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The Canadian government has announced amendments to the regulations surrounding the country’s foreign homebuyer ban

The Prohibition on the Purchase of Residential Property by Non-Canadians Act came into effect on Jan.1, as an attempt, the government said previously, to improve affordability for Canadians looking to buy a home.

While temporary, the act and its regulations have caused confusion and unintended consequences for Canada’s real estate industry, including some developers shelving plans to build new housing.

The changes, announced Monday, expand exceptions to allow non-Canadians to purchase residential properties under certain circumstances and seemingly address many of the concerns raised over the last few months. 


Amendments to regulations


Exception for development purposes

There is now an exception for development purposes. This exception allows non-Canadians to purchase residential property for the purpose of development.

The amendments also extend the exception currently applicable to publicly traded corporations under the act to publicly traded entities formed under the laws of Canada or a province and controlled by a non-Canadian.


The prohibition no longer applies to vacant land

The prohibition previously applied to all lands zoned for residential and mixed-use, but it now only applies to developed residential properties. 

Vacant land zoned for residential and mixed-use can now be purchased by non-Canadians and used for any purpose by the purchaser, including residential development.


More work permit holders eligible to purchase a home

Another amendment will enable more work permit holders to purchase a home to live in while working in Canada. 

Work permit holders are eligible if they have 183 days or more of validity remaining on their work permit or work authorization at the time of purchase and they have not purchased more than one residential property. 


Increase in the corporation foreign control threshold

Lastly, the control threshold has increased from three per cent to 10 per cent for privately held corporations or privately held entities formed under the laws of Canada or a province and controlled by a non-Canadian. 


Industry reaction


Trevor Koot, CEO of the British Columbia Real Estate Association, responded to the news in an email to Real Estate Magazine, expressing his concern for what he described as a hasty decision-making process in implementing the policy on the federal government’s part.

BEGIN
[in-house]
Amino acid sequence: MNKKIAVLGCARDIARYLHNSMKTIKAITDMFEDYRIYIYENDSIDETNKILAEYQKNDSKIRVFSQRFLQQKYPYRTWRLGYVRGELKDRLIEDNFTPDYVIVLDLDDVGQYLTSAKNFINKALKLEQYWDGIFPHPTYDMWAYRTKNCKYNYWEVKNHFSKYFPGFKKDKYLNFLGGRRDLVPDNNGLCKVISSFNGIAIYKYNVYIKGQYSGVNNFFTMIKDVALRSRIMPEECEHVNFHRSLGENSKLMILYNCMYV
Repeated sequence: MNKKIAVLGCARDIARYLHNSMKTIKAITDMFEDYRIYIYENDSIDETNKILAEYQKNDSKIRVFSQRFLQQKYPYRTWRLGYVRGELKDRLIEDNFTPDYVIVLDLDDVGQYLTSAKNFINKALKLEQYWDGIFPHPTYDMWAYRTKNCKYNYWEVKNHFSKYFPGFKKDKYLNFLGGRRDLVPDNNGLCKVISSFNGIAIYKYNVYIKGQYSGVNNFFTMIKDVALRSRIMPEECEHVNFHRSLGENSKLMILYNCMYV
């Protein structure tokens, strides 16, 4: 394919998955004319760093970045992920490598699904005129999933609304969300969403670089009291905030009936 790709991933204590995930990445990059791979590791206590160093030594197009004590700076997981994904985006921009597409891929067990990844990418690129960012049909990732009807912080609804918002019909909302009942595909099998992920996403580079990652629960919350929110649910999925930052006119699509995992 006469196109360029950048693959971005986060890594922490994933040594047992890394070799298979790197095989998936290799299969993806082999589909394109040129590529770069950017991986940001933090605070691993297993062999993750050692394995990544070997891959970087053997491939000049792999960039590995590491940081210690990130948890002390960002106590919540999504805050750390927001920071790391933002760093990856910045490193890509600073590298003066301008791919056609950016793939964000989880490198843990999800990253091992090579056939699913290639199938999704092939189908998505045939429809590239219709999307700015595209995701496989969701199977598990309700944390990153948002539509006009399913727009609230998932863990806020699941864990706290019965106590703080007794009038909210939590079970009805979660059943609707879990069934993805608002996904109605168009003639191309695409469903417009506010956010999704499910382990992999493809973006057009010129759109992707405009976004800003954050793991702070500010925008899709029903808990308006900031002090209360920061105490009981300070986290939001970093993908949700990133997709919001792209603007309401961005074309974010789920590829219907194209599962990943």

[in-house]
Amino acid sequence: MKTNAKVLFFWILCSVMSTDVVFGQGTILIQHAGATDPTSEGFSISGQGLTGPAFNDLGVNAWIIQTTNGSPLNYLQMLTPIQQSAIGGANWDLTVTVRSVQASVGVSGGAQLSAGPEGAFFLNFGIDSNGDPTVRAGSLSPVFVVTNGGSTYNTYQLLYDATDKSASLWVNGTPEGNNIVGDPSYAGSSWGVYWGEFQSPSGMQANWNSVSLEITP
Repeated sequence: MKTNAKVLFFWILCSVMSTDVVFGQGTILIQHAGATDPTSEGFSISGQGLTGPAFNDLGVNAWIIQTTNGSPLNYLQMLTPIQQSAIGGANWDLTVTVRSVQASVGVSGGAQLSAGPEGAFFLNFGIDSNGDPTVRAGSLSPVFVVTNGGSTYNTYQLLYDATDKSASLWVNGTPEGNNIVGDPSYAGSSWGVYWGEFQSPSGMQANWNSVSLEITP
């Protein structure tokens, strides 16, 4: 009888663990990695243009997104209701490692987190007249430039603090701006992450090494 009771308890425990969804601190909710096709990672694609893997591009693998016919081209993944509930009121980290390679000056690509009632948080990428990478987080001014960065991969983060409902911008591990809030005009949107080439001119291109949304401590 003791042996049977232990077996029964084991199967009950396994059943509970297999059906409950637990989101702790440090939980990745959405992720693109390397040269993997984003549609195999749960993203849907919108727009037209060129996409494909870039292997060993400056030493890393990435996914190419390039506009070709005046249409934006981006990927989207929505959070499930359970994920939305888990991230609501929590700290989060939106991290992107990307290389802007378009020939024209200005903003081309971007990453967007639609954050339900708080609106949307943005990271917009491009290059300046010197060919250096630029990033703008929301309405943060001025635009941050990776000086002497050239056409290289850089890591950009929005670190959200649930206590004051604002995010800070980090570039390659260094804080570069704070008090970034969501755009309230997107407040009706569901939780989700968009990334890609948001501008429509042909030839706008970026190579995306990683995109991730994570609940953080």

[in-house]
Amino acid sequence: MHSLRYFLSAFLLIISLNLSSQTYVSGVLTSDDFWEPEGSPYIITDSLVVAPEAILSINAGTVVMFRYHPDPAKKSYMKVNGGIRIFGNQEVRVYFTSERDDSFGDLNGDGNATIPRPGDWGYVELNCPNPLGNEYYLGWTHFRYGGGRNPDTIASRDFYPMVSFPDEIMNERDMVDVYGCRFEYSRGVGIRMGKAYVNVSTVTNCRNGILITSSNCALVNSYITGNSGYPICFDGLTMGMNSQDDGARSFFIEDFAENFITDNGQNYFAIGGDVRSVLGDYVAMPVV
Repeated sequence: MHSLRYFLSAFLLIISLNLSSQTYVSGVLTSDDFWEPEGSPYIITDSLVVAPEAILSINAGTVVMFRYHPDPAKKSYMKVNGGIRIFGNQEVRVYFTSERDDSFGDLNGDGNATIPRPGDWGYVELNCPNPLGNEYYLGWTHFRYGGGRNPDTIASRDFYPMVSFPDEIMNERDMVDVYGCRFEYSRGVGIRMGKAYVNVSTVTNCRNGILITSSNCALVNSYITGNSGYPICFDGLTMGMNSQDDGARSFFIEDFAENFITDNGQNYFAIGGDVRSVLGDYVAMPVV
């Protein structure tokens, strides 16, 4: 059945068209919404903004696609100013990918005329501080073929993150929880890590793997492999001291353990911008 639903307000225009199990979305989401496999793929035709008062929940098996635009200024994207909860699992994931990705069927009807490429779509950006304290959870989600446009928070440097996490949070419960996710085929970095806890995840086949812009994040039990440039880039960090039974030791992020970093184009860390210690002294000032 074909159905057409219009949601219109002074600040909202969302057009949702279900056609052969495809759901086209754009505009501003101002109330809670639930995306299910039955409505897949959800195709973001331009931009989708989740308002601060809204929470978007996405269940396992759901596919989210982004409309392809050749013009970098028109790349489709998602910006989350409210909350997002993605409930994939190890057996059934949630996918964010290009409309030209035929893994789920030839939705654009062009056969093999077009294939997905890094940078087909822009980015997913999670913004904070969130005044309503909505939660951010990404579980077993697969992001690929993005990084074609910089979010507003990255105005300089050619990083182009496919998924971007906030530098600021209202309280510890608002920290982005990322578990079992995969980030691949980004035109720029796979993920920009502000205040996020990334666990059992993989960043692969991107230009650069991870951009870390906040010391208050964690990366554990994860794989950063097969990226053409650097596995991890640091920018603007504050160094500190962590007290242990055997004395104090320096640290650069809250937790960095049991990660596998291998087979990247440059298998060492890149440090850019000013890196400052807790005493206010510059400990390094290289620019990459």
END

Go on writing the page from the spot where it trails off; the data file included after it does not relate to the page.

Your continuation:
“Fallout from the legislation was abrupt, with immigration numbers into the country reaching an all-time high and the desperation for more housing development in every corner of the country,” Koot wrote.

“Newcomers were met with a less than cordial arrival when they realized that owning a home was not an option, and developments that had a small fraction of foreign ownership or were zoned for mixed-use, were suddenly sidelined because of the narrow parameters of the policy.”

Micheal Bourque, CEO of the Canadian Real Estate Industry (CREA), spoke with Real Estate Magazine shortly before the government announced the changes.

“We predicted it would affect housing supply because a lot of developers rely on foreign investment to be able to afford to build buildings,” Bourque said. “We’ve heard a number of stories about that causing people to change their minds, and we already have a housing shortage.”

Bourque said the ban, which ends in two years, wasn’t necessary in the first place, and it’s been a failure from start to finish.

“This was really about trying to prevent people from buying condominiums primarily and leaving them empty . . . and causing us to have a housing shortage while there are these empty units sitting there,” said Bourque.


Impact on housing development


Anita Springate-Renaud, owner and broker of record of Engel & Völkers in Toronto, said the impact of the foreign homebuyer ban has been negligible in the resale housing market, but she has seen the new development and the condo market.

“That’s where a lot of the foreign buyers predominantly would be buying— investment properties, condos. And typically, it was the smaller condos,” she said. 

“We’ve seen impact there because there’s been a lot of developments, developers who have pulled the plug on developments.

“Statistically, you could see most of the (resale) homes were not being bought by foreign buyers. It’s really a tiny, tiny percentage.”

“The industry is on the front lines of business and is ready to consider all ideas that will move the needle on affordability, but they need to be asked,” says Koot


Koot is calling on the government, regulators and other stakeholders to engage with the industry to ensure policies are properly vetted and address the country’s complex housing issues.

“The industry is on the front lines of business and is ready to consider all ideas that will move the needle on affordability, but they need to be asked, and the time needs to be taken to properly engage.”

He added, “We don’t need to be in a rush; no single policy is going to be a silver bullet.”

The amendments took effect immediately, coming into force Mar. 27. 


With files from Mario Toneguzzi 

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